What’s so exciting about network marketing is that you can offer this opportunity to anyone, and people can maximize the value of their life experiences instead of having those life experiences limit their opportunity. (Aug 03) Paul Zane Pilzer is author of the New York Times bestseller God Wants You to Be Rich.
Eric answers the ultimate question: what do we call what we do? Some call it Direct Selling or Multi-Level Marketing (MLM). And some call it Network Marketing. Right now, we are confusing the world. The only way we can tell people what we do is by naming a certain company.
“We’re like that company,” we say. We need to have a standard that describes the channel of distribution we represent. So, what do we actually do? Ultimately, we sell products to consumers using word of mouth advertising. This is accomplished with three basic strategies.
First, we personally go out and sell the products or services to consumers. Second, we build and expand a network of other distributors who do the same thing. And third, we apply leadership to that network to improve productivity of our network.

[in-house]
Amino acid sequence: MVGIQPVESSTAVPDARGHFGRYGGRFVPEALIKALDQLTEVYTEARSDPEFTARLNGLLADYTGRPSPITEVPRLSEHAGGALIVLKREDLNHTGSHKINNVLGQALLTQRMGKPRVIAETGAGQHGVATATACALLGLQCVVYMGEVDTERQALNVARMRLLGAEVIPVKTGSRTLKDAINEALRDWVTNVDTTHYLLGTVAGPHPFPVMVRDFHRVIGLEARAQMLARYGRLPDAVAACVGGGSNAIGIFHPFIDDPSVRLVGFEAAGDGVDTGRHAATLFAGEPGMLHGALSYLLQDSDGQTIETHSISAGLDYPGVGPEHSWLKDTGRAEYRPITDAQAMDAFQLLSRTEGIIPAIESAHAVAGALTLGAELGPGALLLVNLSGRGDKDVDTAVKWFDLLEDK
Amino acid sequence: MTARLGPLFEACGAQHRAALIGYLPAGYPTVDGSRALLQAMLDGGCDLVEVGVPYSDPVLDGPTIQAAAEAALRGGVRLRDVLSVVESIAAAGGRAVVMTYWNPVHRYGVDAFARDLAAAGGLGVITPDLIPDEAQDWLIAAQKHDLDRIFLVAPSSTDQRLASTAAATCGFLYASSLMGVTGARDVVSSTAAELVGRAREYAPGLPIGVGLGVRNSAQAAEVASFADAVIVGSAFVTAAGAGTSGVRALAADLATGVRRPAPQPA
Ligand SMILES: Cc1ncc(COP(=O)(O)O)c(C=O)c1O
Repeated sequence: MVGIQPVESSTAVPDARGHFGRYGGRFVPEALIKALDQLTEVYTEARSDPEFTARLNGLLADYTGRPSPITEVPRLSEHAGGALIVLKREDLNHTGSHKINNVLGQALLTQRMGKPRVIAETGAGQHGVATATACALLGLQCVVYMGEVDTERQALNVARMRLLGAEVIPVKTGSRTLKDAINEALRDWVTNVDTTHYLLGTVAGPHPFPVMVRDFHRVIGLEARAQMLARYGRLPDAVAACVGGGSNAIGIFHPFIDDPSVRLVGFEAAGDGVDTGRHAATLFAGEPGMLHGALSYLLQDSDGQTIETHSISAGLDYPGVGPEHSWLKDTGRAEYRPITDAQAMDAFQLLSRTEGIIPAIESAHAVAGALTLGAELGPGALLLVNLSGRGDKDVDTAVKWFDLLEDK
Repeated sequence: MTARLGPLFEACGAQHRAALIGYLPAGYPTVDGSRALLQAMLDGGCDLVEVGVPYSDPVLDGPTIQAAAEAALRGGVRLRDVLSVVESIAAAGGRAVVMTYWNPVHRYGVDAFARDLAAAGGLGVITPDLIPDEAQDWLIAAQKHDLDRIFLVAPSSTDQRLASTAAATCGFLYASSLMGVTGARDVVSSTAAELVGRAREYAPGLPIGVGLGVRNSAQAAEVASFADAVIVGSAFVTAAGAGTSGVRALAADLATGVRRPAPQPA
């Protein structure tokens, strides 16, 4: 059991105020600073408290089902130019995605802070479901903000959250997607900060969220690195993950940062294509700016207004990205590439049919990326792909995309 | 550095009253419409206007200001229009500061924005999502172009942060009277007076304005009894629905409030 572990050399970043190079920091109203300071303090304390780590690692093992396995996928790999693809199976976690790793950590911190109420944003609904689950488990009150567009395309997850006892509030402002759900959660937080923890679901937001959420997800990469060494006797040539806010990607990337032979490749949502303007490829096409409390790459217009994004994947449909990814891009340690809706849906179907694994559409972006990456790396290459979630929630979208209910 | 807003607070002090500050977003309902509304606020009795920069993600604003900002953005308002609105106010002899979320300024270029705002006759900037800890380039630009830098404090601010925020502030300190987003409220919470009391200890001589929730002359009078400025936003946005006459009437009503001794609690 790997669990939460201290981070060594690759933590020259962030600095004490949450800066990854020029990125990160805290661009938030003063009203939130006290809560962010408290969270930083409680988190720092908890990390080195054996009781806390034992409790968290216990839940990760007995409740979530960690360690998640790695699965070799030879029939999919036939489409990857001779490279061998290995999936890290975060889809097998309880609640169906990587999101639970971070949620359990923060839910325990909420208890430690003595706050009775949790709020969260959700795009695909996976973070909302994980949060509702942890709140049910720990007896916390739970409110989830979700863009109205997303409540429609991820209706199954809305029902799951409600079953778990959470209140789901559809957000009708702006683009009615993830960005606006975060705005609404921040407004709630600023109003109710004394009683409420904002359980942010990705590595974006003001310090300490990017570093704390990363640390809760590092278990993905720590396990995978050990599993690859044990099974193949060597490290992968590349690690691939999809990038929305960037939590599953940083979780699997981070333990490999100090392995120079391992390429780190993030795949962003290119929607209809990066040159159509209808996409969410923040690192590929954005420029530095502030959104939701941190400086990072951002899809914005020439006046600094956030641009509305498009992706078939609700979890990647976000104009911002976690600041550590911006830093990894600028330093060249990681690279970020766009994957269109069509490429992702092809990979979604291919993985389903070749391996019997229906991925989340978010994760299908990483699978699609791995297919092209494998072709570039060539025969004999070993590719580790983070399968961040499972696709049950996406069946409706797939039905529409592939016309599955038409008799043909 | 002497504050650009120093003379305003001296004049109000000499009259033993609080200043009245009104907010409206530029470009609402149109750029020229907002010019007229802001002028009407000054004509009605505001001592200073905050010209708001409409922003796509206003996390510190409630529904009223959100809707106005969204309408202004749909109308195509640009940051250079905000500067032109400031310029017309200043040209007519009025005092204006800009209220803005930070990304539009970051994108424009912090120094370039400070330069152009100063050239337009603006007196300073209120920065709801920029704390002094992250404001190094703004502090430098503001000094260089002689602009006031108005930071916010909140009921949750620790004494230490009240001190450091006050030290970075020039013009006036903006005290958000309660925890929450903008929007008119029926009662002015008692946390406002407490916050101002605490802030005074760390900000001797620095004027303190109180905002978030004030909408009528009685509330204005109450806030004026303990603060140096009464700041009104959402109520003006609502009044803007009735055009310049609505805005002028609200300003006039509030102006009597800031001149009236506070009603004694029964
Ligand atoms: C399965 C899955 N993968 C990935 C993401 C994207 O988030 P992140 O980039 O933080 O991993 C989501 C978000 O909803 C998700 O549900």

That is what we do. So, how can we describe that in a term? MLM is, in Eric’s opinion, a terrible term. All that the term describes is that you can get more than one level from network building. But it doesn’t talk about sales, leadership, or expanding the network. MLM only touches on one little aspect of the compensation plan.
Direct Selling is also, in Eric’s opinion, a terrible term. It still only describes one piece of what we do. Yes, we take products and sell them directly to consumers, but so does the kid with the lemonade stand. Most of the world is involved in Direct Selling to some extent.
The best description is Network Marketing. Network Marketing perfectly covers how we are in the business of marketing products and services through a network of ever expanding and increasingly productive distributors using word of mouth advertising.
More resources: Full transcript of this episode: http://bit.ly/2gzBH95